Good job, Alabama

Alabama public schools get to have real science teaching!

The state Board of Education voted unanimously today to replace old standards that some teachers say were behind the times the moment they were approved.

As evidence, they point to their students’ biology textbooks, many of which currently come with warning stickers that call evolution “a controversial theory.” The state’s old science standards say students should “wrestle with the unresolved problems still faced” by evolution.

“You might not accept it, but that doesn’t change the fact,” says science teacher Ryan Reardon, who isn’t a fan of the old standards. “Talking about evolution in a classroom is controversial, but there is no controversy about how all the organisms on the planet are related to each other.”

Reardon teaches at Jefferson County International Baccalaureate, one of the nation’s best public schools. He also helps write textbooks, and he and other science educators say Alabama’s old standards were dated and thin on evolution. Not so the new standards, which call it “established scientific knowledge.”

“We were really pleased to see that,” says Minda Berbeco, program director for the National Center for Science Education. She praises the shift to what she calls “a really positive, pro-science perspective.”

Well done Alabama! Well done science educators who spoke to the Board of Education and edited the draft standards.

Perhaps the biggest change in the new standards comes in a third area — the “doing of science” itself. There’s more focus on hands-on exploration, unifying concepts like cause and effect or structure and function, and a favorite of Reardon’s: data analysis.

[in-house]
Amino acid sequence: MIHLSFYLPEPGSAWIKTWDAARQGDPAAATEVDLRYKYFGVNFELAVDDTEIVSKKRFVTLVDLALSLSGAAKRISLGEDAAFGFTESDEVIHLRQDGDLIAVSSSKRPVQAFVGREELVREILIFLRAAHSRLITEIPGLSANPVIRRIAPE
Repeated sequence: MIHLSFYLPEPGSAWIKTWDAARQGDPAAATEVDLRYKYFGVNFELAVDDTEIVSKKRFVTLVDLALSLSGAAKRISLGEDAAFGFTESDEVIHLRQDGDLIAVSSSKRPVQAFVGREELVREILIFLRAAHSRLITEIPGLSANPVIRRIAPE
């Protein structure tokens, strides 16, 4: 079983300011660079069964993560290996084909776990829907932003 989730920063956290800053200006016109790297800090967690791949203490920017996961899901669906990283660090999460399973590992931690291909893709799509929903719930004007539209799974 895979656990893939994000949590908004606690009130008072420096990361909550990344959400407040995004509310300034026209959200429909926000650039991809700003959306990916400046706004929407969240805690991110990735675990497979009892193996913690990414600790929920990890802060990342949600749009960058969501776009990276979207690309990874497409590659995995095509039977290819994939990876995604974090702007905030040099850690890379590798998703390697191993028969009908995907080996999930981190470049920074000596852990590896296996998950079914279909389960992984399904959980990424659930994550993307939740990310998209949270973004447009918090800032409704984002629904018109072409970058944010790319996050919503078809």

“I’m [going to] let the data smack [them] in the face,” Reardon says of his students. “I’m [going to] ask them what that suggests, and then I’m [going to] ask [them] what the ramifications are.”

This may be the biggest selling point with teachers.

“So with the new standards, students are [going to] be able to experience science and not just solely learn about it from a textbook, lecture or a worksheet,” said Alabama’s Teacher of the Year, Jennifer Brown, at a recent public hearing.

Educators hope the emphasis on process and thinking will help kids better grasp all subjects, politicized or not.

Speaking of education, could I ask NPR to stop writing its stories with the dialogue in the vernacular? There’s no good reason to do that, and plenty of good reasons not to.

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